I sometimes use LD_LIBRARY_PATH and various other preprocessor variables allowed by gcc/g++.

Sometimes I notice that I run gcc or gcc-5 or whatever and I look at it with -v (verbose) and I notice that after COLLECT_GCC_OPTIONS is echoed, I see COMPILER_PATH and LIBRARY_PATH variables have been set. These are useful as it can easily control which compiler and libraries you use - the "toolchain" so to speak.

But WHERE are these being set in a typical ubuntu environment set up? Is it lto-wrapper or what? And are they compiled into a binary. I just want to know where they are typically set when I'm not the one setting them. I can't find where this is happening so far yet they ARE being set on some of my machine.
cc1_options used in the lang-specs.h

I wonder does it have to do with this? I'm still pretty much stabbing in the dark.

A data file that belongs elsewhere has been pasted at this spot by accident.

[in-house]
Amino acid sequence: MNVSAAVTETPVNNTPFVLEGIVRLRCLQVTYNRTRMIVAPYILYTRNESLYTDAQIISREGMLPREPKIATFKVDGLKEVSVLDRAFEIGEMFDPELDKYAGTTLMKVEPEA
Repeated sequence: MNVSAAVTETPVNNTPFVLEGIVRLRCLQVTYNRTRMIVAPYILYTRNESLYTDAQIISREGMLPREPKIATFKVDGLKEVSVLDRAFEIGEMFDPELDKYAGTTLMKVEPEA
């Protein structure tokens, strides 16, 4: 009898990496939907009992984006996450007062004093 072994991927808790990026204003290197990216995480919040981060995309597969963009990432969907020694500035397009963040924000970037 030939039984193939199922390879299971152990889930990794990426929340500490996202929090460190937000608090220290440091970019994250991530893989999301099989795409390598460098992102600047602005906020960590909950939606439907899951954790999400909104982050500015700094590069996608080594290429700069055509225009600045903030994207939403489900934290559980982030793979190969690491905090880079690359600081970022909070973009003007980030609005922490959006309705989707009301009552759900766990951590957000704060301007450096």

My run of gcc sets the COMPILER_PATH and LIBRARY_PATH but I did not tell it how to do that.

Does some sort of gcc-build process?
This is a low-priority issue as I know that if I set my -I paths correctly, I can always compile. I just noticed that some platforms set the order magically correct and on others I have to tweak it slightly because there is some installation of the compiler that I am skipping and these variable eventually DO become emitted to the screen on a verbose compile but they are NOT emitted on a failed verbose compile - thus this prompts me to go to a machine that's set up better, watch it for a bit, then make sure my order of include searches is correct. Usually this works but it should be automatic on the ones I haven't installed in a formal way, but instead just expanded a bunch of packages until I had what I needed.
So my PATH, LD_LIBRARY_PATH, -I includes all have to right or I can't find stuff, and all my symbolic links have to be right. If all that's ok, I should be good to go.
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